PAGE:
Eagle Photography at Copper Bay on Moresby Island
By Jack D Waller
With so many excellent blogs and wonderful photos already provided by others, I’ve decided to focus on an area likely under represented - Copper Bay. Zipping along on the Copper Bay Mainline from Sandspit it’s easy to miss it, since a glance to the east would lead you to believe you’re passing someone’s back yard. And that’s exactly what happened to us in our 80's vintage 20' class B motorhome.
Having passed by Copper Bay and not realizing we should be turning around, my wife and I ended up continuing onto a relatively unused road that would take us to Sheldens Bay (only now do I know that’s where we ended up). Nice country trail, very pleasant to meander down until it got narrower and narrower and the rather large tree branches scraped harder and harder and I had to swing my mirrors in. Then, with no place to turn around and larger trees hanging into my path I had to disembark a number of times and cut them down with an axe! Lesson learned, we eventually made it back to Copper Bay.
Copper Bay is essentially a weekend retreat for Haida folk who enjoy the fishing activity and the socialization. There are a good number of small cabins that the Haida were allowed to construct on crown land. Some are in fine shape others essentially abandoned.
As I learned, May is the month when the Sockeye Salmon head upstream to spawn and so, as allowed by the laws of the island and enforced by “watchman” George, the Haida string their nets across the bay with the hope of a substantial catch in the morning.
The nets have plastic floats attached and are fastened across the riverbed region, which is not visible when the tide is in. Anyone who stays up too late and sleeps in will find the eagles feasting on their catch.
The horn sounded at 6PM Friday to start the activity and again at 6PM Sunday to end it. George’s duties include patrolling the area to ensure there is no poaching and he gave us a friendly welcome midweek when we arrived. Further upstream there is a floating metal structure that restricts the Salmon from passing except for a region where they are constrained to allow counting, which provides information on the viability of the stock.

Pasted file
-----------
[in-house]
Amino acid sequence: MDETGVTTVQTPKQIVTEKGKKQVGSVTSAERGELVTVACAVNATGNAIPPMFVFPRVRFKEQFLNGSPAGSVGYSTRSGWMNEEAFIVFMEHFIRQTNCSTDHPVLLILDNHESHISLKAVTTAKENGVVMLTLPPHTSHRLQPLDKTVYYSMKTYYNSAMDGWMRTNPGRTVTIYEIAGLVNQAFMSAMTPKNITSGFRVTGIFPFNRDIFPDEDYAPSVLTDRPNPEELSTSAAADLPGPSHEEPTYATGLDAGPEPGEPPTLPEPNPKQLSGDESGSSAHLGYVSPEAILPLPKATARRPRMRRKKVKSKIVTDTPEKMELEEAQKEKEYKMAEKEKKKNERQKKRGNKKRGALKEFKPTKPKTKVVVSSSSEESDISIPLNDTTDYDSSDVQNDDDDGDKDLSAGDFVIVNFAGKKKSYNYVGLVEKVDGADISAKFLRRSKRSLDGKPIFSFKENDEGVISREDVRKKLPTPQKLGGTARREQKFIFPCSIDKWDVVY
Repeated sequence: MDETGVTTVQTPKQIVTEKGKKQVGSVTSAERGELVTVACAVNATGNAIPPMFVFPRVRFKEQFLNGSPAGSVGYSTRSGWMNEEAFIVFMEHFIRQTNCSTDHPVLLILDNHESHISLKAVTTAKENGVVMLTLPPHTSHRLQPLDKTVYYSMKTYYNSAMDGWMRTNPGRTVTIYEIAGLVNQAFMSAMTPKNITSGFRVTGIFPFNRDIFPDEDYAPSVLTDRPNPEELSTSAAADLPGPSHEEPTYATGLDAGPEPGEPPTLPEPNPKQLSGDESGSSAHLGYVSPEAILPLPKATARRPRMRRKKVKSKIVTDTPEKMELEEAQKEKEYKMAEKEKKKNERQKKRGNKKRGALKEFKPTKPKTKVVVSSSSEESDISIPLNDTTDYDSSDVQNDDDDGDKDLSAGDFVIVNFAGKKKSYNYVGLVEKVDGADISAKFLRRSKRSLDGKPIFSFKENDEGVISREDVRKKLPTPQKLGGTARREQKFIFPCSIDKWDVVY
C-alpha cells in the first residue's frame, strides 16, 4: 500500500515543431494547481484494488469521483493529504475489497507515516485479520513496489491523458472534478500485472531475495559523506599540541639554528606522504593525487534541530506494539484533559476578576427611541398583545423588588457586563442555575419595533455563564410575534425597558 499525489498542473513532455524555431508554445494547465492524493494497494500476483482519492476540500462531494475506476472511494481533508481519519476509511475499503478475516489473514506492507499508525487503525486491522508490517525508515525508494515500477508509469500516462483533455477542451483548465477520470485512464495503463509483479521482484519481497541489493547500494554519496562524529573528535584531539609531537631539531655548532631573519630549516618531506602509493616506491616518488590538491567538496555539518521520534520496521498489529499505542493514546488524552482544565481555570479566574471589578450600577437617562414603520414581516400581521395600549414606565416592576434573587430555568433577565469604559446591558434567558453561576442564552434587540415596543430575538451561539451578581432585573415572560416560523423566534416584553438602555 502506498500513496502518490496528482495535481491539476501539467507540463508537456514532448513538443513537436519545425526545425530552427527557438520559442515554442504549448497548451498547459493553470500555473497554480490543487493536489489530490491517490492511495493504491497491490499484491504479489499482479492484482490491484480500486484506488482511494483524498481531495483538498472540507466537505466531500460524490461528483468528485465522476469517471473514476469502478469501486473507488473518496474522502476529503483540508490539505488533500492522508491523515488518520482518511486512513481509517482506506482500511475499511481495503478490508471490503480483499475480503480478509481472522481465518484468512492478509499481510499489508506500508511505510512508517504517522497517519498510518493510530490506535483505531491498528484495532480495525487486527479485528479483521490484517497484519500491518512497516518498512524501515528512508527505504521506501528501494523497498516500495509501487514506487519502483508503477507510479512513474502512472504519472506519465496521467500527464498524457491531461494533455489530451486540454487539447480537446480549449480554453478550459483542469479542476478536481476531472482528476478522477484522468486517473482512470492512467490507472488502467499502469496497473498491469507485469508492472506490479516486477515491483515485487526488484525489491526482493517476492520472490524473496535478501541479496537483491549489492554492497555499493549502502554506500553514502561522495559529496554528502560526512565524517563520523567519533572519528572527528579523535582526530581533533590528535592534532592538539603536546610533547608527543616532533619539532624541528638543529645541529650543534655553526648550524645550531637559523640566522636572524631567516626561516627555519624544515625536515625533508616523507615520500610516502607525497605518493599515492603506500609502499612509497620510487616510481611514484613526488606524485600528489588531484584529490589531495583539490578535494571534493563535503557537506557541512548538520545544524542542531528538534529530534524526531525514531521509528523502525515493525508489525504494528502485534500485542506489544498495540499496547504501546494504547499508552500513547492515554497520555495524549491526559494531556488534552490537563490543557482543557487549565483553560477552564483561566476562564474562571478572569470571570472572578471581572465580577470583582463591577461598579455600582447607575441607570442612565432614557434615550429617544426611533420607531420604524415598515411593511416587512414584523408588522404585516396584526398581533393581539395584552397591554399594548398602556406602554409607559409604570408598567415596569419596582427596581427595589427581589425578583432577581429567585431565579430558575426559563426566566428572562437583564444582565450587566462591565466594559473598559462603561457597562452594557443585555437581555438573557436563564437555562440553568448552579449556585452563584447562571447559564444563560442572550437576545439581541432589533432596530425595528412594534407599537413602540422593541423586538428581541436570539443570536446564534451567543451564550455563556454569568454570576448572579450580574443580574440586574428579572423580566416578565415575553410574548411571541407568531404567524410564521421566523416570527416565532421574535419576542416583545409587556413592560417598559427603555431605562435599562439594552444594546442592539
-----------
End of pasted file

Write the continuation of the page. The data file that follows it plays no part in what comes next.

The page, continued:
In talking to the Haida who came to Copper Bay on Friday, fishing here is a long tradition and a much appreciated source of food. I believe one particular net sourced around 80 good sized Salmon. Typically, the Salmon are canned for use during the winter months. The cleaning of the fish often takes place right on the river, attracting eagles and providing more photographic opportunities.
Now, the main reason for ending up at Haida Gwaii in the first place was my brain-wave of going to Prince Rupert to photograph eagles; I scarcely remembered the Queen Charlotte Islands existed. As a child I had been to Prince Rupert with my brother who trucked for ATCO. What a stroke of luck when checking out Prince Rupert travel information to learn about Haida Gwaii. Once we had acquired maps and tourist brochures boy did we get excited, and we were not disappointed. I now know what I missed out on and will rectify that next time we visit, perhaps not spending all my time photographing eagles.
It was a blast and I acquired 100's of great photos, mainly of eagles but also of other wildlife too.
As our time had run out, back we went to Sandspit to catch the ferry at Alliford Bay the next day after visiting the Airport, which incidentally has a very nice display of memorabilia from World War II. We had arrived on Graham Island on May 7 and we left on May 26. Beautiful weather the whole time!
Jack Douglas Waller
A big thank you to all the friendly folk on Haida Gwaii! Anyone wishing to view more of my photography: http://yourshot.nationalgeographic.com/profile/647784/